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Photo credit: Hyundai

  • The Hyundai Santa Cruz travels 21 mpg in the city and 27 mpg on the highway in all-wheel-drive configurations.

  • The Santa Cruz bests the Honda Ridgeline pickup by 2 combined mpg.

  • Hyundai’s compact pickup reports worse figures than its crossover stablemates.

There’s a sudden spark surrounding the once dead compact pickup world: both Hyundai and Ford are set to launch little pickups in 2021. Hyundai’s offering, the Santa Cruz, debuted initially as a concept truck at the Detroit auto show in 2015. After a short stint in concept car limbo, Hyundai readied the compact pickup for production. While the Santa Cruz is just around the corner, more information about the upcoming pickup is finally coming to light. Namely, the pickup’s fuel economy figures.

Recently uploaded to the Environmental Protection Agency’s fuel economy website, the Santa Cruz pickup’s fuel figures are finally available to the public. As you’d expect from a pickup, the numbers aren’t great, but you can judge how it stands for yourself. The best-case scenario for Hyundai’s upcoming compact pickup is the all-wheel-drive variant. The 2.5-liter I4-powered pickup turns 21 mpg city and 27 mpg highway into a combined 23 mpg. The front-drive 2.5 version drops one mpg on the highway but sports the same combined fuel economy. The turbocharged 2.5-liter Santa Cruz features 19 mpg city and 27 mpg highway, with a combined number of 22 mpg.

While we don’t know the numbers coming out of Hyundai’s main competition, we do know how the rest of the truck world looks. Honda’s Ridgeline sports worse fuel economy numbers from its naturally aspirated 3.5-liter V6: 18 mpg city, 24 mpg highway and 21 mpg combined. This penalty isn’t huge, by any means, but it does point the Santa Cruz in the right direction.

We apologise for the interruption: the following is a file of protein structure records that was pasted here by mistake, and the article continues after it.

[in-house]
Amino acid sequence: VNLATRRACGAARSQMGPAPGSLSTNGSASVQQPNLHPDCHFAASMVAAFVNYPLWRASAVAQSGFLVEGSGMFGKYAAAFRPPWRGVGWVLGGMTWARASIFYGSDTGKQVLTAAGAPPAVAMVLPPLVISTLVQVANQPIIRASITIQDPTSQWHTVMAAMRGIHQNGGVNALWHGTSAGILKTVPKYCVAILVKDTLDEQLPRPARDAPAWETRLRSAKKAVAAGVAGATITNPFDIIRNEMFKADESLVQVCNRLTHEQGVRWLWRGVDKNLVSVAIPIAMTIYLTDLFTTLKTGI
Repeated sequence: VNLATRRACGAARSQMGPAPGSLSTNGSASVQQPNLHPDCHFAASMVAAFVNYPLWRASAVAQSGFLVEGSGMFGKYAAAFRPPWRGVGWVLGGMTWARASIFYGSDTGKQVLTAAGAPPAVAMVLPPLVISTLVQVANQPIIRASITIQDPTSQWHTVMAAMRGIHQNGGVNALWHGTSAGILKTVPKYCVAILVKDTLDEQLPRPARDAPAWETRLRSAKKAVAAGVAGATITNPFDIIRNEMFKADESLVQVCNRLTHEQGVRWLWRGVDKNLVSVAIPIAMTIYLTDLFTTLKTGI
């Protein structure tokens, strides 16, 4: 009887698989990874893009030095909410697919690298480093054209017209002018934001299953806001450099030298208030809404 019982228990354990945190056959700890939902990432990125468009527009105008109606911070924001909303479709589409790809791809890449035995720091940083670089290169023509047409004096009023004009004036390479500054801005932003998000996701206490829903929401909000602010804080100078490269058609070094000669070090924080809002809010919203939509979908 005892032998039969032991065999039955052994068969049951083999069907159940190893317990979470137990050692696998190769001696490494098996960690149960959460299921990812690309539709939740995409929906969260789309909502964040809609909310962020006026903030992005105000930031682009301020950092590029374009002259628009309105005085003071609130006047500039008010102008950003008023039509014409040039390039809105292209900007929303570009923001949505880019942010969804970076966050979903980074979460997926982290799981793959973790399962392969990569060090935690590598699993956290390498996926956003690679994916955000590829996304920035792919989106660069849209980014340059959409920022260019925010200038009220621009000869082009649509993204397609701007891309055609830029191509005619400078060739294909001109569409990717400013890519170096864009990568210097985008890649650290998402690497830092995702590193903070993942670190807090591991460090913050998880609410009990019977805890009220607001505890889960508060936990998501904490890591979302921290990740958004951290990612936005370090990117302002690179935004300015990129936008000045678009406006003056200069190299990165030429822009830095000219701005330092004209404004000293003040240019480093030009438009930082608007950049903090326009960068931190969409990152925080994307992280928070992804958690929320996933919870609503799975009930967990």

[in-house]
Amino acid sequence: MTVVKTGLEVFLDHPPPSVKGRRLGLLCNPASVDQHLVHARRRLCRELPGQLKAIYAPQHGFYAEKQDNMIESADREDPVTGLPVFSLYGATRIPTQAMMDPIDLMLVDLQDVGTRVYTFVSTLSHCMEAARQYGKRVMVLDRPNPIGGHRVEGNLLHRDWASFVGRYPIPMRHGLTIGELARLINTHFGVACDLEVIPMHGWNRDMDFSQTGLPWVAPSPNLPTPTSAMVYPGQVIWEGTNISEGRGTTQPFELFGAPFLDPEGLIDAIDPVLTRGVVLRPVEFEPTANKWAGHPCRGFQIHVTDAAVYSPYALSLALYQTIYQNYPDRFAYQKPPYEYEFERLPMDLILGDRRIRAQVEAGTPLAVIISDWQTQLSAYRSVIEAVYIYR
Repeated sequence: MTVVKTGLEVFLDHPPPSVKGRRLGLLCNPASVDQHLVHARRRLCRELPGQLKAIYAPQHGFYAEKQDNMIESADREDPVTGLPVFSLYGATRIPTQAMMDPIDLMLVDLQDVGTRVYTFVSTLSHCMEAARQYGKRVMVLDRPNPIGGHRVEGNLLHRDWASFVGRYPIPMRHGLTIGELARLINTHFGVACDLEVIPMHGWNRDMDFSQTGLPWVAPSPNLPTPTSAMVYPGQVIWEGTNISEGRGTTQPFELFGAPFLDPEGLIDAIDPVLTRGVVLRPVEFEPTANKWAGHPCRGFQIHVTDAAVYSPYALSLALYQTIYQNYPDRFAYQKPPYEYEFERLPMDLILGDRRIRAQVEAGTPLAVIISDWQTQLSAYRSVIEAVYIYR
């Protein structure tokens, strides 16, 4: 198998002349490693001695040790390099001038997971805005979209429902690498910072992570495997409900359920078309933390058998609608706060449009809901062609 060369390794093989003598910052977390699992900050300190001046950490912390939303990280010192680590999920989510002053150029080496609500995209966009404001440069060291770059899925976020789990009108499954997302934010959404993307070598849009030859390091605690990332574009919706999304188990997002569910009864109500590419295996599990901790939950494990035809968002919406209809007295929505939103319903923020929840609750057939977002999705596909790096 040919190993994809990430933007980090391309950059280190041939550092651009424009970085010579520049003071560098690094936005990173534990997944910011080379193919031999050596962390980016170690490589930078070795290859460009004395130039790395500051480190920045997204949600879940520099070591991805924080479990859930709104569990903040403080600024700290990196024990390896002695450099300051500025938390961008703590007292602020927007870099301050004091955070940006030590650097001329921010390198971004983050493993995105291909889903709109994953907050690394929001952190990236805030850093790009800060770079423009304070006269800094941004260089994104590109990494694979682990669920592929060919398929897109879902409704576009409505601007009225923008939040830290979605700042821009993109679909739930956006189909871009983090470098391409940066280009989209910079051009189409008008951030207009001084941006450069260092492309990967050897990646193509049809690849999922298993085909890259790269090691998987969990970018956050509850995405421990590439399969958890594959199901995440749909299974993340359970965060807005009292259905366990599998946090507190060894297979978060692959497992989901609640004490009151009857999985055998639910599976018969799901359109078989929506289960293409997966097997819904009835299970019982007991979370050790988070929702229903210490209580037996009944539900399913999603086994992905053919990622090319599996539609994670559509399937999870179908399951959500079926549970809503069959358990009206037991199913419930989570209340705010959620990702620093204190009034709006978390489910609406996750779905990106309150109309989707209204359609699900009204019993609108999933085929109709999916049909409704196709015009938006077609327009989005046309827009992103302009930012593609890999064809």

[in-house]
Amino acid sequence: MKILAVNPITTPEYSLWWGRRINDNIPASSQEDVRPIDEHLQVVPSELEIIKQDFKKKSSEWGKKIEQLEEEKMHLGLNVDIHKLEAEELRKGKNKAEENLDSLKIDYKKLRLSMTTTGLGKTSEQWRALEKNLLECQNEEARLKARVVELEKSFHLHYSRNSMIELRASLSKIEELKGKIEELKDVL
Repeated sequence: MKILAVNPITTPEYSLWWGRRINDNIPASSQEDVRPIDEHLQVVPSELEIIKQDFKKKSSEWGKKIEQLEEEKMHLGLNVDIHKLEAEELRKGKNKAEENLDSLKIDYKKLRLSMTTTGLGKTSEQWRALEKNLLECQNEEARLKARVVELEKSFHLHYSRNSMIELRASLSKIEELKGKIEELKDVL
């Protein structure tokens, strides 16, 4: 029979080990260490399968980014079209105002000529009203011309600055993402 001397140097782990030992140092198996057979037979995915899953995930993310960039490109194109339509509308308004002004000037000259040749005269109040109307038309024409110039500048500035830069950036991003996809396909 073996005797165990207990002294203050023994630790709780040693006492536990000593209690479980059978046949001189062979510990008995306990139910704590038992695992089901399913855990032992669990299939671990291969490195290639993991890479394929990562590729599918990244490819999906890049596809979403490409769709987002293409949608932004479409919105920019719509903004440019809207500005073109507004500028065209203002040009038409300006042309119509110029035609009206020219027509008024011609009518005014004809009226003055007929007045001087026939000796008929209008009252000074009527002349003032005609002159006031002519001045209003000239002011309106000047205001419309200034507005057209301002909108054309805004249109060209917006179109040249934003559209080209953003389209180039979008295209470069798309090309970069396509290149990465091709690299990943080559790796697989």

That said, looking at the rest of the market, the Santa Cruz isn’t exactly a leap forward. The full-size, diesel-burning 2021 Chevrolet Silverado reports back similar figures to Hyundai’s compact truck. The Silverado with the 3.0-liter diesel gets you 22 mpg in the city, 26 mpg on the highway with a combined score of 24. Ford’s hybrid F-150 Power Boost does even better at 25 mpg combined. Obviously, both of these rigs are more expensive than the upcoming Santa Cruz; it shows how far technology has come with fuel-sipping trucks.

Going back in time to the Cruz’s forefathers, the compact pickups of yesteryear, we can see how things have changed for the better. The final generation of the compact Ford Ranger rolled rout of Ford’s factory in 2011 squeezed 22 mpg in the city out of its 2.3-liter I4, and 27 mpg on the highway. That’s a combined fuel economy of 24 mpg, which bests the Santa Cruz. Admittedly, the Santa Cruz is both heavier and more powerful than the fuel-sipping compact Ranger.

If you’re wondering how the Santa Cruz fares against its crossover stablemates? Well, not great. The 2022 Hyundai Tucson sports a similar powertrain, yet squeezes 29 combined mpg from its front-drive powertrain. The larger Santa Fe achieves 26 mpg combined from the same powertrain. Of course, both crossovers lack the most important part of the Santa Cruz: a truck bed.

Now, we don’t know how Ford’s Maverick will perform for the EPA, but the Santa Cruze won’t set any hypermiling records. What Hyundai’s compact pickup will do is give city slickers, suburbanites and everyone else a chance to own a new compact pickup.

Do you think that the Hyundai Santa Cruz should have better fuel economy? Let us know in the comments below.